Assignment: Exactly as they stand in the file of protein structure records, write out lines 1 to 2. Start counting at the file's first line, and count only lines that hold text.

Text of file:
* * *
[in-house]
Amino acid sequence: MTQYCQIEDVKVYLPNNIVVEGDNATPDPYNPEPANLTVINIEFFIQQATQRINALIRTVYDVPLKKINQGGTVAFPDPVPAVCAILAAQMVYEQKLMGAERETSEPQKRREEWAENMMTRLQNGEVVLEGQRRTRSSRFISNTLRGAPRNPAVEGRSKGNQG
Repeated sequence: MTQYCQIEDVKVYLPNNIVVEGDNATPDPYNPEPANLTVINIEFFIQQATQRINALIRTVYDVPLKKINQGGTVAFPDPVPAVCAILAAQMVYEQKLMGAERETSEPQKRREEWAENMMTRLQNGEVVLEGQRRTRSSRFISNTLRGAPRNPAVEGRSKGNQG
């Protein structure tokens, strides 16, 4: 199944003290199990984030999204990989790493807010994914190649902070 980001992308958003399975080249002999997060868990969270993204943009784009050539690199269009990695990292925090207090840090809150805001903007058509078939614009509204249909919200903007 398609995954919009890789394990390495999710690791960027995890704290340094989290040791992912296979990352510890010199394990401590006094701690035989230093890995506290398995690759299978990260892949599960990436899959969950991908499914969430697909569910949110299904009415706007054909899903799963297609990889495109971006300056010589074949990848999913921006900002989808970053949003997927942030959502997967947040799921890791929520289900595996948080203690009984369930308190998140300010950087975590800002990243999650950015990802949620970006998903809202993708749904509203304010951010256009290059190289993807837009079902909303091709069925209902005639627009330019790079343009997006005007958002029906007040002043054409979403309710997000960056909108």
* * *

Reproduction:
[in-house]
Amino acid sequence: MTQYCQIEDVKVYLPNNIVVEGDNATPDPYNPEPANLTVINIEFFIQQATQRINALIRTVYDVPLKKINQGGTVAFPDPVPAVCAILAAQMVYEQKLMGAERETSEPQKRREEWAENMMTRLQNGEVVLEGQRRTRSSRFISNTLRGAPRNPAVEGRSKGNQG